Accidentally Cooking

Documenting my mistakes in the garden, kitchen and pantry


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Honey Apple Wine

Terminology in the realm of homebrew fruit wines starts to get real complicated real quick. My most recent project is a perfect example of this. Fermented apple cider is typically called cider, though if you get the alcohol content high enough and you don’t carbonate it, the result is probably more accurate to call apple wine. Honey wine is, of course, mead. If you mix apple cider with honey and ferment it, the result is typically called cyser, though the more general term for a fruit-flavored mead is melomel.

The word “cyser” seems to me like a play on the word “cider”. So if I were making something like a cider, but used honey instead of ordinary sugar I would certainly call it a cyser. However, I pushed the starting gravity all the way up to 1.100, which is going to yield something closer to wine strength (and hopefully with plenty of residual sweetness). Since the end result I’m aiming for is not  “cider-like”, it seems funny to me to call it a “cyser”.

The name “Apple Melomel” seems like it might be a good choice, but I feel like that obscures the situation: Apple is the star of the show, highlighted with the flavor of honey. This is basically the same thing as my Caramel Apple Wine, if we replace the caramel syrup with honey instead. So, following that pattern, I’m going to call this one “Honey Apple Wine”.

Honey Apple Wine

  • Apple Cider
  • Honey [1]
  • Yeast [2]
  • Pectic Enzyme [3]
  • Yeast Nutrient

Add honey to the apple cider to bring the starting gravity to 1.100 [4]. Bring to a boil in a large pot to sterilize. Skim off foam, which can contain leftover wax and other waste products. Mix in pectic enzyme. Allow the mixture to cool to room temperature (at least 1 hour).

Pitch yeast as instructed and add yeast nutrient. Move the mixture to the primary container, attach air lock. Rack to secondary when fermentation has stopped or slowed significantly.

DSC_4001

 

On the left of this picture is my Caramel Apple Wine, which is a much darker, redder color and is slowly starting to clarify.

Notes

  1. I used a local clover honey.
  2. I went to the brew store looking for White Labs WLP-775 “English Cider” yeast. That was out of stock, so I picked up a packet of “Cider House Select” yeast, which seems specialized for cider but for which I can’t find any information online.
  3. This is the first batch I’ve made with pectic enzyme. I didn’t see any obvious change at pitch, but I’m expecting some improvements later to clarity.
  4. I added 2 cups of honey to the cider, boiled it, cooled it, and took a gravity reading. The intention was to use white sugar to bump up to 1.100. However, when I took the reading I was at 1.100 almost exactly, so I left it as is. It was a happy accident, but I wasn’t expecting the SG to go so high on only 2 cups of honey.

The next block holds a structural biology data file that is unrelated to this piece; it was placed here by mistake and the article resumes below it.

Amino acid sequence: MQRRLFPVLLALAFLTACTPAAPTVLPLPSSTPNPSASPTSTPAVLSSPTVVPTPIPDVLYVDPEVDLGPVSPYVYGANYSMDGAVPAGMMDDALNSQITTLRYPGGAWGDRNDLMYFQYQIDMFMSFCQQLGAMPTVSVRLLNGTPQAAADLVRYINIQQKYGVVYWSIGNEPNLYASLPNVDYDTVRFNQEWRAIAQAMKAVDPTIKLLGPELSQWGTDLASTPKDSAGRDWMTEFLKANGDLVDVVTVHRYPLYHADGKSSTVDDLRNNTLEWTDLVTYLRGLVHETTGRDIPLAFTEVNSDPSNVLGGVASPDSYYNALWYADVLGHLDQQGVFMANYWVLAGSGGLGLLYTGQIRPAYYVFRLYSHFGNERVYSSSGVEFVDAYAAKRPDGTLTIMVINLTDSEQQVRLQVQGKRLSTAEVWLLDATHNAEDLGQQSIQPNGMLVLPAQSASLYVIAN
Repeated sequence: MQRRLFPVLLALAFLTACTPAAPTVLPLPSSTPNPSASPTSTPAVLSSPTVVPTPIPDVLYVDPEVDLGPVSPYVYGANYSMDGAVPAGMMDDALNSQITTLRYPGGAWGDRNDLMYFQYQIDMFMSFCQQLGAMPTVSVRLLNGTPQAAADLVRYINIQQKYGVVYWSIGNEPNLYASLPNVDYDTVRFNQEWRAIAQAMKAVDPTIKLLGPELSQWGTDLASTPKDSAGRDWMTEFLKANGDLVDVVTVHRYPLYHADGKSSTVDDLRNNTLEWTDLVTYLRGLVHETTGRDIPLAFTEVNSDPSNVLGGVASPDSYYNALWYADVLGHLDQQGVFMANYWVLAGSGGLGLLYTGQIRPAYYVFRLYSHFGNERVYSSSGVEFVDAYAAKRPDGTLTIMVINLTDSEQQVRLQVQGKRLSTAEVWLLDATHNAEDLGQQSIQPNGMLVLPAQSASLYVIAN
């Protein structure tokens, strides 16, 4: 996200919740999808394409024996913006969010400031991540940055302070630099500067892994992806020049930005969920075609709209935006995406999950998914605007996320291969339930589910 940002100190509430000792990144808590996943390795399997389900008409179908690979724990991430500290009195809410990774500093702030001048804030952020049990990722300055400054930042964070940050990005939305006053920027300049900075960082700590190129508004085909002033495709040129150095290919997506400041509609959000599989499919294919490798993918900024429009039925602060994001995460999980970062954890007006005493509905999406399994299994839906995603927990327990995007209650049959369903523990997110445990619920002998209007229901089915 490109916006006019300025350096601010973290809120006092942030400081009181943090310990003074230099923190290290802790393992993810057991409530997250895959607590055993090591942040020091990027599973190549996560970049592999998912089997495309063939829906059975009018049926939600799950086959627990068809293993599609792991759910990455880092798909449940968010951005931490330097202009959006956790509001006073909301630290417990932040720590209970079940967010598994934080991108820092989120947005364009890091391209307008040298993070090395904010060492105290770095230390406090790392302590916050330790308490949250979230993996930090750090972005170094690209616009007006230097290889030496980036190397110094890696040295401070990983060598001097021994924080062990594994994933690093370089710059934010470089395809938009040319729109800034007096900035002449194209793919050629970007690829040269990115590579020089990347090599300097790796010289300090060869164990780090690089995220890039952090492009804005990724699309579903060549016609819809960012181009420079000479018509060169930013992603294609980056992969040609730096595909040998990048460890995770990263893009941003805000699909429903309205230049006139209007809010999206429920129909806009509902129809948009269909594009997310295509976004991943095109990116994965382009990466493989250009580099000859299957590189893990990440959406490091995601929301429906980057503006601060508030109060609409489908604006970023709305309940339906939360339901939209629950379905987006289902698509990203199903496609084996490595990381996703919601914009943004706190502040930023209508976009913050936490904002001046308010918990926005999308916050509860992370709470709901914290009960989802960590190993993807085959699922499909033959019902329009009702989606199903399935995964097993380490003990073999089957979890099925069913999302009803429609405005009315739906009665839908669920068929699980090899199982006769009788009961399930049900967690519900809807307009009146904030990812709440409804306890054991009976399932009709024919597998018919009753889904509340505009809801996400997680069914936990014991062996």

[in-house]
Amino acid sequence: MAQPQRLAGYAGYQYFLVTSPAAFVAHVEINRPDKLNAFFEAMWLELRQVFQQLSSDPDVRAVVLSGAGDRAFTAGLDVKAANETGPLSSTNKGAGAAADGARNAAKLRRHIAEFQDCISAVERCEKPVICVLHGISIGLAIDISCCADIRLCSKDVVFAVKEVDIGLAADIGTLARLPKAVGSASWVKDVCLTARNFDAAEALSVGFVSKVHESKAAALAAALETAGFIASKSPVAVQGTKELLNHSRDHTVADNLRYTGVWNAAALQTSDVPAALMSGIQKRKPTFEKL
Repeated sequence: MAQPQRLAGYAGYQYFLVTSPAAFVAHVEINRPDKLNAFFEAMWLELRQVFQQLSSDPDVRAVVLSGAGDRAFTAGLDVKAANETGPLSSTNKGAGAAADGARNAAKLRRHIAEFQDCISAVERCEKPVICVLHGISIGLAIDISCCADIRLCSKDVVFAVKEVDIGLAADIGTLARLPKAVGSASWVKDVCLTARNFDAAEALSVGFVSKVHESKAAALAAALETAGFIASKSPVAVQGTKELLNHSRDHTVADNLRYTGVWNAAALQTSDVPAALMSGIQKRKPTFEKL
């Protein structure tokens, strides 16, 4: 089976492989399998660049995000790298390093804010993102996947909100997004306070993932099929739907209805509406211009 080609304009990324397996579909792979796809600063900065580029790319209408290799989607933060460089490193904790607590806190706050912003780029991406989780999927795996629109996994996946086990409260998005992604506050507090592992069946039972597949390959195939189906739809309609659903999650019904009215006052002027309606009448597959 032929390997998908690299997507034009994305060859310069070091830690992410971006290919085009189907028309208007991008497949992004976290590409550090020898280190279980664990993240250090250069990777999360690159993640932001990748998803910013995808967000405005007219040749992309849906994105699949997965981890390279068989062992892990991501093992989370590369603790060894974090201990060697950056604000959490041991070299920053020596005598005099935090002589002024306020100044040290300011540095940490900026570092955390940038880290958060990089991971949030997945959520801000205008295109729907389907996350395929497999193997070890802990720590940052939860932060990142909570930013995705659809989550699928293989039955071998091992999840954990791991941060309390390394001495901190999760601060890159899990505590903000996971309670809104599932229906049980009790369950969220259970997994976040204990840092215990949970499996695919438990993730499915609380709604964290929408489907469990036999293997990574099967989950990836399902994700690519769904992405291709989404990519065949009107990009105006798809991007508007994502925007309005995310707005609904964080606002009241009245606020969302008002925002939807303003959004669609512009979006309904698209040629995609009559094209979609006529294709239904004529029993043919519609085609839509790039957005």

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Caramel Apple Wine

I’ve been making a bunch of fruit wines this year, but most of those are just ways for me to kill time. What I’m really excited about making is hard apple cider and apple wine, and I have a few jugs available to make several batches. I have a gallon batch of apple wine going right now, and am planning another gallon batch of hard cider soon. Whats left are my two half-gallon jugs, which are the perfect size for things which are a little bit more experimental. For the first one I decided to create a batch of Caramel Apple Wine. This recipe is for a half-gallon batch. Scaling it up should be pretty straight-forward to a point. Too much sugar in the pot will be hard to caramelize. You might need to work in batches.

The regular subscriber (and I suspect there is only one) will notice that this recipe has been heavily influenced by the Caramel Apple Jam recipe I posted a while back, and which has been a household favorite since I first made it.

Caramel Apple Wine

  • Apple Cider
  • White Sugar
  • 1/2 Tsp Vanilla Extract
  • Yeast: Cotes des Blancs
  • Starting Gravity: 1.104
  • Yeast Nutrient

Add 1 cup of sugar and 1 cup of water to a high-walled stockpot. Cook over medium heat, stirring only if necessary, until the sugar turns a deep brown. Add in 4 cups of apple cider and stir until all the caramelized sugar is dissolved. I didn’t let the cider come to a boil, but I don’t think it will hurt too much if you do.

Add the caramel cider and another 4 cups of cider (8 cups total) to a mixing bucket. Add enough sugar to bring the gravity up to 1.100 (for me, it was another cup). Add in vanilla extract to taste (my home-made extract is less strong than most store-bought varieties, so you may want to start smaller. A subtle vanilla flavor to compliment the caramel is all I wanted).  Funnel the must into a sterilized half-gallon jug. If there is any left over, save it for topping off after the trip to secondary.

I added 1/2 Tsp of the yeast nutrient up front. I have been using a staggered feeding schedule for some of my other brews, but for this one I added all the nutrient up front.

Allow the mixture to cool to room temperature before pitching the yeast.

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 First Test

I stole my customary taste-test during the rack to secondary. The wine definitely tastes of caramel apple, though the caramel flavor is not as strong as I expected. I’ll probably do a lot of second-guessing about both the amount of caramelized sugar I used and also the amount it was caramelized. Did I let it get dark enough, or did I panic and take it off the heat too soon? Did I just not make enough?

In a few months when it’s good and ready I’ll taste it again with a definite eye towards making sure the caramel flavor is properly balanced. Maybe it will pop out more when the mixture mellows out after aging.